Utterly ridiculous, and utterly satisfying

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By Alexander O. Cuaycong

SOUTH PARK: Stick of Truth was a game that was much, much better than first impressions conceded. While its graphics were simple, taking its art style and much of its humor from its titular Comedy Central show, South Park: Stick of Truth provided a level of polish that didn’t look possible from such a simple-looking game. Featuring an entertaining turn-based combat system, South Park: Stick of Truth was a surprise hit; it proved in no uncertain terms that it wasn’t just a cash grab targeting fans of the series. It was an amazing adaptation of a television series, and a good game in its own right. Now, with South Park: Stick of Truth’s success apparent to all and sundry, South Park: The Fractured But Whole, its sequel, certainly has big shoes to fill and a lot of expectations to live up to. Does it come anywhere close?

In many ways, the answer is a resounding yes. The idea of sequels has always revolved around the latest release being bigger and shinier and its immediate past predecessor. In this way, South Park: The Fractured But Whole easily delivers. Set a day after the events of South Park: Stick of Truth, it once more shines a light on the exploits of the New Kid, who gets between groups intent on developing superhero franchises. With the help of familiar characters (the taqueria-managing Morgan Freeman included), the New Kid must keep the town from being overcome by crime. En route, players get to explore a larger map, with plenty of optional areas in the town to visit in search of treasure. Fast Travel points are dotted along key areas to make backtracking easier, and it’s often good to do so, as layouts can be revisited and provide much-needed loot and gear. Its crafting system is rather generic, but gets the job done all the same, as it rewards players who explore and do battle, with better gear and more efficient healing items.

The combat strays away from the JRPG-like mechanics of South Park: Stick of Truth, and incorporates a grid-reliant turn-based system, allowing for more tactics to shine in combat. Strategy becomes an important part of every fight, as certain attacks depend on the specific positions of the protagonists. Often, attacks will cause status effects or knock enemies back, dealing extra damage if they collide into another character. That said, these very enemies can do the same in kind, leading to a careful balance between offense and defense.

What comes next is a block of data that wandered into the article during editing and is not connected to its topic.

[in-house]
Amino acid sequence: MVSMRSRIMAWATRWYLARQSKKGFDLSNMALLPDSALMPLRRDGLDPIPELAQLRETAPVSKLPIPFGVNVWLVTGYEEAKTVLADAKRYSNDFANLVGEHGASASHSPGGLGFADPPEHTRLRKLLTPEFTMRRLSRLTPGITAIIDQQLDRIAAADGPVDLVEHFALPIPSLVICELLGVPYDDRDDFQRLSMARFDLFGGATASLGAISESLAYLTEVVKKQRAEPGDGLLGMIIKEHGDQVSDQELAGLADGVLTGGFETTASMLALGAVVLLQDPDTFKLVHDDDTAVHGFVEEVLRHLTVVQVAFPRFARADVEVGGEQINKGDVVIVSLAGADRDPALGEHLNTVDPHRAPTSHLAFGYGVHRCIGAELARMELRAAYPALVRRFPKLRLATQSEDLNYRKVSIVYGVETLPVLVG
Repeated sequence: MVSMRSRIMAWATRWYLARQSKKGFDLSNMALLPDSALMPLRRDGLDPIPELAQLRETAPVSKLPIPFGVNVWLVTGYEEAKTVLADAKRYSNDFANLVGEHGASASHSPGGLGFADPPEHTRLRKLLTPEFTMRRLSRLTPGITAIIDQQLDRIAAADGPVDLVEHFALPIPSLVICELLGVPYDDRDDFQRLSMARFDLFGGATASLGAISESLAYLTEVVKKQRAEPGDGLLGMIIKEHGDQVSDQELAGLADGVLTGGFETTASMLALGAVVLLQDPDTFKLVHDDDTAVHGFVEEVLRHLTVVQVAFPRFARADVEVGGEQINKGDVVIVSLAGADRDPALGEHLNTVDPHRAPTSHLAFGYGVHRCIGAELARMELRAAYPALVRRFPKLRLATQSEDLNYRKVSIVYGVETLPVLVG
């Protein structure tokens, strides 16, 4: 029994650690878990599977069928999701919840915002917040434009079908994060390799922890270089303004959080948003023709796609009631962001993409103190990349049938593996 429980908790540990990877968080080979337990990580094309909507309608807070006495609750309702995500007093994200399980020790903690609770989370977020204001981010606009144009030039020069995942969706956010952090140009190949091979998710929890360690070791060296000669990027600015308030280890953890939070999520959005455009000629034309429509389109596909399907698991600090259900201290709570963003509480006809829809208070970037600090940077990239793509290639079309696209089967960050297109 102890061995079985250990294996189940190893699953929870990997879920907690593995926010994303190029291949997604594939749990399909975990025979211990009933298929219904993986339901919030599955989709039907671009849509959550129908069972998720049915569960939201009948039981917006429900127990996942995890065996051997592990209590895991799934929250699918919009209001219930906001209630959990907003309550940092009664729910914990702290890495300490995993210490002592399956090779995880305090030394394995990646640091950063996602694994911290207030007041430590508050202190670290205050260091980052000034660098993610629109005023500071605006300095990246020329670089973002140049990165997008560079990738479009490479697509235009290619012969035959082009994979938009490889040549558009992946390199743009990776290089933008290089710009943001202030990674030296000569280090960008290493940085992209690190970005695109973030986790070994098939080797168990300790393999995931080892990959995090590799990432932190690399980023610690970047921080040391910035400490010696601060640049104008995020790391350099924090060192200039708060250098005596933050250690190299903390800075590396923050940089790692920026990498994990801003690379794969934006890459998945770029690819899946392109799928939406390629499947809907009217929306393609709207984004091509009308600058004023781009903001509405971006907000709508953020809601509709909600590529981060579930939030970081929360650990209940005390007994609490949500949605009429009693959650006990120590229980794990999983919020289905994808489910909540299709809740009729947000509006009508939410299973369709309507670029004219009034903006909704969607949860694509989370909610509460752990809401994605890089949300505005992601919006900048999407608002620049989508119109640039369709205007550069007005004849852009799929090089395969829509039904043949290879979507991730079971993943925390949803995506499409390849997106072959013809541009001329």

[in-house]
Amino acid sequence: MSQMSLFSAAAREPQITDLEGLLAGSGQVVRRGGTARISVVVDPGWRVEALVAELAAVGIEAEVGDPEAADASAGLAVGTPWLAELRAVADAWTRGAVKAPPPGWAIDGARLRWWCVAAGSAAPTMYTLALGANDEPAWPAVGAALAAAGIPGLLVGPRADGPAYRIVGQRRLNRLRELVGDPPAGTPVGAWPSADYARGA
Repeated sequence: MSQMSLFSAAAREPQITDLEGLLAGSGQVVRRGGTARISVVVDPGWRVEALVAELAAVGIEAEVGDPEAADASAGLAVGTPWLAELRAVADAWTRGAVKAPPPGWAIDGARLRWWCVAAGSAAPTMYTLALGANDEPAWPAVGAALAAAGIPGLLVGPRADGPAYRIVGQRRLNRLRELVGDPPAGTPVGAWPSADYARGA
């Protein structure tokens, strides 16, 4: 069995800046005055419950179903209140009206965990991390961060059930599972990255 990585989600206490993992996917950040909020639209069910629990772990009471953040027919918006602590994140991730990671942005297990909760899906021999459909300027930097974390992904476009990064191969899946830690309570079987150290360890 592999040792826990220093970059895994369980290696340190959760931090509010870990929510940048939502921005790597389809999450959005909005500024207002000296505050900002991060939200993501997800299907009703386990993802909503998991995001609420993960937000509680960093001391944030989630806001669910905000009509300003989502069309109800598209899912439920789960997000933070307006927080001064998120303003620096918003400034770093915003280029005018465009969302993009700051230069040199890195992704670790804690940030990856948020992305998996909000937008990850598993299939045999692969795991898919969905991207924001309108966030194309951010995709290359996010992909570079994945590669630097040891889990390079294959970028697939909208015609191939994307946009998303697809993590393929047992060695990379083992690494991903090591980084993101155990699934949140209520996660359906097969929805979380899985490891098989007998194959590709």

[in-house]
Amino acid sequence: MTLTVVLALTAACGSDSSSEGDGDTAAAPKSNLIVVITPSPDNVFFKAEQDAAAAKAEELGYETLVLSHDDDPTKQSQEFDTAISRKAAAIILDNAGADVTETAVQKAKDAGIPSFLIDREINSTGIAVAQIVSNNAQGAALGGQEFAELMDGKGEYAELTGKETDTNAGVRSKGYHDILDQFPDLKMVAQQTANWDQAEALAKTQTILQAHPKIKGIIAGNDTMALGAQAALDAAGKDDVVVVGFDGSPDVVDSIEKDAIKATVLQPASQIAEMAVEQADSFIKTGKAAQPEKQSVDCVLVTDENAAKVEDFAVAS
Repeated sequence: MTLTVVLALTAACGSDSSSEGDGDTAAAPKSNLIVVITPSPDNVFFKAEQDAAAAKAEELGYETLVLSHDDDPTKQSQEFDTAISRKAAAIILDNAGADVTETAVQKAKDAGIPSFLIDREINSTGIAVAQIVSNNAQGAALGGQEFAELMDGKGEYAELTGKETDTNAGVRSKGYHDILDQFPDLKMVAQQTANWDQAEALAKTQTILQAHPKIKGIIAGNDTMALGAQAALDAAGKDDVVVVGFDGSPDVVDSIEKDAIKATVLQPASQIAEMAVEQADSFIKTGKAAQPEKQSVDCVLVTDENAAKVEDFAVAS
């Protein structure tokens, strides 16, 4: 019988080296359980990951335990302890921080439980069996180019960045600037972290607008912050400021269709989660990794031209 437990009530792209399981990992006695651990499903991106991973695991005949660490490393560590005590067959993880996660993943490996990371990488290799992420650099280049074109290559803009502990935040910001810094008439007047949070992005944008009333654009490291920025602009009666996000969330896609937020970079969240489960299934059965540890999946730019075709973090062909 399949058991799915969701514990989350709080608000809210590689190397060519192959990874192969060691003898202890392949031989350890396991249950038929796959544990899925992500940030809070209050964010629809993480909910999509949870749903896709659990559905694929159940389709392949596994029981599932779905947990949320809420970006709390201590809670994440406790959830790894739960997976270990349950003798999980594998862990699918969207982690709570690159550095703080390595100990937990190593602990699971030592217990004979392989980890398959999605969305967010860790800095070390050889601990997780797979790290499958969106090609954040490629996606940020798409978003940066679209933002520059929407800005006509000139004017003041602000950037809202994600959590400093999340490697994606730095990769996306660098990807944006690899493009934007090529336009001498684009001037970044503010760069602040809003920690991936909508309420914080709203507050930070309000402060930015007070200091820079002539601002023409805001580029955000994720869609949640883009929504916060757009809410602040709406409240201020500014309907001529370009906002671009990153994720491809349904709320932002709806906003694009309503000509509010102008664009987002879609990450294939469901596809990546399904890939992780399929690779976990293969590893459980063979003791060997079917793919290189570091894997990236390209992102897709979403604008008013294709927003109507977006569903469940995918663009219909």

And here’s the kicker: The level of customization is pleasantly in-depth. The superhero theme works well in giving South Park: The Fractured but Whole a sense of progression. There’s something hugely satisfying about going through the main story, as each chapter not only enhances characters by giving them additional attacks or by unlocking alternate classes, but by also changing their appearance, religion, and even sexuality and gender. These are small things when viewed from the big picture, but they fit perfectly with the source material’s tongue-in-cheek humor.

On the downside, South Park: The Fractured But Whole finds itself unable to sustain its momentum; it falters somewhere in the middle. As good as it is and has the potential to be, it winds up trying the patience of players with its repetitive game design. Even disregarding its controversial humor and dark comedy, some of the jokes, while legitimately funny, tend to get reused too often for comfort. Moreover, its constant use of quick-time events during battle, while amusing, can get tiresome. Even some of the better aspects of exploration, such as using a party member to clear an obstacle through elaborate puzzles, gets painfully slow when the same problems are faced again and again.

Creditably, South Park: The Fractured But Whole does try to shake things up. Various mechanics, such as the hilariously fourth-wall-breaking micro-aggression mechanic, are introduced at a moderately fast pace to break up the flow of combat and add interesting aspects to battles. This, alongside special moves in the form of Time-bending farts and special attacks, can combat the grindier, slower aspects of South Park: The Fractured But Whole.

Overall, barring the occasional lip-syncing issues and animation bugs, the game should last and function well throughout its respectable playtime of 20 hours or so on normal difficulty. It’s a mechanical upgrade over South Park: Stick of Truth, and a veritable must have for fans of the series. For others, the offensive humor and the simplistic looking art-style are barriers to appreciation from the get-go, but their investment of time will yield them a trove of value via an interesting combat system, a ton of content, and at the very least, a laugh or two. South Park: The Fractured But Whole is utterly ridiculous, and utterly satisfying.